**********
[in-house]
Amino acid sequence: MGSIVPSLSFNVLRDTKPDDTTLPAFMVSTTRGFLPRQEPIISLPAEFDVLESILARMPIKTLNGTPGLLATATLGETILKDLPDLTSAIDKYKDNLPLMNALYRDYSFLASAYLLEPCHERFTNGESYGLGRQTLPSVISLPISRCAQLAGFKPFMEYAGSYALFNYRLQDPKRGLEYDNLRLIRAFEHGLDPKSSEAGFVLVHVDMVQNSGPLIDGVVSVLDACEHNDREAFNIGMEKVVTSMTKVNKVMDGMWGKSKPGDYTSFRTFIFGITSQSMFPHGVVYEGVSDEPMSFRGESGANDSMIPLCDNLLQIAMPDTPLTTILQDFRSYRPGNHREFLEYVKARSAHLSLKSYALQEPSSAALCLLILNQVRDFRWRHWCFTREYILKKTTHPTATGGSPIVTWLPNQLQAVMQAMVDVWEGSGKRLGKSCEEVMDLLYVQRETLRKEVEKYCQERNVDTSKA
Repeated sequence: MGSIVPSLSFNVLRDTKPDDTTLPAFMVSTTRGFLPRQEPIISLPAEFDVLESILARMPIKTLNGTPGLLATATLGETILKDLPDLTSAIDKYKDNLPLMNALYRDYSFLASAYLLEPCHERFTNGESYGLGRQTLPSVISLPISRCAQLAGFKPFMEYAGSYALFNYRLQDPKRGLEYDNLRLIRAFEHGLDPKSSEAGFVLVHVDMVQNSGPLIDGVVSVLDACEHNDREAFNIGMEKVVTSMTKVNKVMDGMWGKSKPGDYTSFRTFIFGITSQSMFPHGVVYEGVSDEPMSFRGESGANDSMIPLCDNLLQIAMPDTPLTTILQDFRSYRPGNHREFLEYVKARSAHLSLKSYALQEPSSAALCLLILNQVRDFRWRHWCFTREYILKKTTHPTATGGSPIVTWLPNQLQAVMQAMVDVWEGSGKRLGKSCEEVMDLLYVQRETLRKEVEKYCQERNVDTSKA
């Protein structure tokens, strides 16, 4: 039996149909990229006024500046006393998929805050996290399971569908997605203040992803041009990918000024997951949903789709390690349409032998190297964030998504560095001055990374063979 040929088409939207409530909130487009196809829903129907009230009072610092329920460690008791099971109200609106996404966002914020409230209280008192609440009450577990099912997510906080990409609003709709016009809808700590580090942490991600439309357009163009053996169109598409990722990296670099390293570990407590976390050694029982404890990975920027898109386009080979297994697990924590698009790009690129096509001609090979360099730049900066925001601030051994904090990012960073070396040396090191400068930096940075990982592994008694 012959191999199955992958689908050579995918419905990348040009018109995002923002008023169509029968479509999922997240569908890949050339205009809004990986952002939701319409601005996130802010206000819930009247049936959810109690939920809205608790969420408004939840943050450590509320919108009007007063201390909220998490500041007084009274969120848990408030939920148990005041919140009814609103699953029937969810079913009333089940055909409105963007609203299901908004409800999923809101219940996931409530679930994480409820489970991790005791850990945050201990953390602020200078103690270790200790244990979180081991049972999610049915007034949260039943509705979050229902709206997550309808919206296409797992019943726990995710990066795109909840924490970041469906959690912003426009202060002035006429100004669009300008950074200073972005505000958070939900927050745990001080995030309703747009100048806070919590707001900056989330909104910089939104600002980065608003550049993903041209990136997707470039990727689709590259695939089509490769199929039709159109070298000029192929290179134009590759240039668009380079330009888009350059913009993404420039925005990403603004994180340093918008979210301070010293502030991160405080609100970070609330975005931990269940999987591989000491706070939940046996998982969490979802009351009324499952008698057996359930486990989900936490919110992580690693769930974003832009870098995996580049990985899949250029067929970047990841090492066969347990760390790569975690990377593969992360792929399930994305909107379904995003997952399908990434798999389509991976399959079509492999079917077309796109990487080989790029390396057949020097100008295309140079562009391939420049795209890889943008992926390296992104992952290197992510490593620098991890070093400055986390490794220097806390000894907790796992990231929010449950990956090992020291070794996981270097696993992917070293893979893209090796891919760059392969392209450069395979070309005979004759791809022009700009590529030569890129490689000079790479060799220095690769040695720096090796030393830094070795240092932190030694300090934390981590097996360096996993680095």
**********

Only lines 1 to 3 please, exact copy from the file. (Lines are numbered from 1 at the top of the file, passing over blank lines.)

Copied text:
[in-house]
Amino acid sequence: MGSIVPSLSFNVLRDTKPDDTTLPAFMVSTTRGFLPRQEPIISLPAEFDVLESILARMPIKTLNGTPGLLATATLGETILKDLPDLTSAIDKYKDNLPLMNALYRDYSFLASAYLLEPCHERFTNGESYGLGRQTLPSVISLPISRCAQLAGFKPFMEYAGSYALFNYRLQDPKRGLEYDNLRLIRAFEHGLDPKSSEAGFVLVHVDMVQNSGPLIDGVVSVLDACEHNDREAFNIGMEKVVTSMTKVNKVMDGMWGKSKPGDYTSFRTFIFGITSQSMFPHGVVYEGVSDEPMSFRGESGANDSMIPLCDNLLQIAMPDTPLTTILQDFRSYRPGNHREFLEYVKARSAHLSLKSYALQEPSSAALCLLILNQVRDFRWRHWCFTREYILKKTTHPTATGGSPIVTWLPNQLQAVMQAMVDVWEGSGKRLGKSCEEVMDLLYVQRETLRKEVEKYCQERNVDTSKA
Repeated sequence: MGSIVPSLSFNVLRDTKPDDTTLPAFMVSTTRGFLPRQEPIISLPAEFDVLESILARMPIKTLNGTPGLLATATLGETILKDLPDLTSAIDKYKDNLPLMNALYRDYSFLASAYLLEPCHERFTNGESYGLGRQTLPSVISLPISRCAQLAGFKPFMEYAGSYALFNYRLQDPKRGLEYDNLRLIRAFEHGLDPKSSEAGFVLVHVDMVQNSGPLIDGVVSVLDACEHNDREAFNIGMEKVVTSMTKVNKVMDGMWGKSKPGDYTSFRTFIFGITSQSMFPHGVVYEGVSDEPMSFRGESGANDSMIPLCDNLLQIAMPDTPLTTILQDFRSYRPGNHREFLEYVKARSAHLSLKSYALQEPSSAALCLLILNQVRDFRWRHWCFTREYILKKTTHPTATGGSPIVTWLPNQLQAVMQAMVDVWEGSGKRLGKSCEEVMDLLYVQRETLRKEVEKYCQERNVDTSKA